ACLU lawyers argue in a 54-page lawsuit that the law "imposes a severe and undue burden on the fundamental right to vote under the Equal Protection Clause of the Fourteenth Amendment of the United States Constitution; violates the Twenty-Fourth and Fourteenth Amendments to the United States Constitution as an unconstitutional poll tax; and violates the Equal Protection Clause of the Fourteenth Amendment in arbitrarily refusing to accept certain identification documents."
The suit argues that the law would force individuals to "choose between surrendering their driving privileges to obtain a free Wisconsin state ID card, paying a fee for a Wisconsin driver's license, or losing their right to vote." They argue that the requirement to surrender an out-of-state driver's license "constitutes a material requirement imposed on an eligible voter who refuses to forfeit his/her right to vote without paying an unconstitutional poll tax."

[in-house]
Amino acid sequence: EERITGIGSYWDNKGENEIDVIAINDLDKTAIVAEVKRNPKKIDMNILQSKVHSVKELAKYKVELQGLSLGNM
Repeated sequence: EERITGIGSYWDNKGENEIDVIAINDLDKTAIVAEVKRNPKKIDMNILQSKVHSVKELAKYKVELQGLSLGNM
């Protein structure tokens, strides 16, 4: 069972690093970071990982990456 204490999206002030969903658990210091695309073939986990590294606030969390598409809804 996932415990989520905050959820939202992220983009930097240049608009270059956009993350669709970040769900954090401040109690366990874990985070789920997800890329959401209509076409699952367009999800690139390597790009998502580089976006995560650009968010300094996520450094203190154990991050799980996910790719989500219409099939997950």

Notably, Wisconsin is not covered by Section 5 of the Voting Rights Act which requires certain states to get changes to their voting laws pre-cleared by the Justice Department.
In making their case, the ACLU gathered 17 voters -- from a 84-year-old woman without a certified birth certificate to a 52-year-old homeless Army veteran to a 20-year old without a Social Security card to a 19-year-old college student who doesn't want to give up his California driver's license -- to demonstrate the effect the law could have.
The suit comes ahead of Attorney General Eric Holder's speech on protecting access to the polls.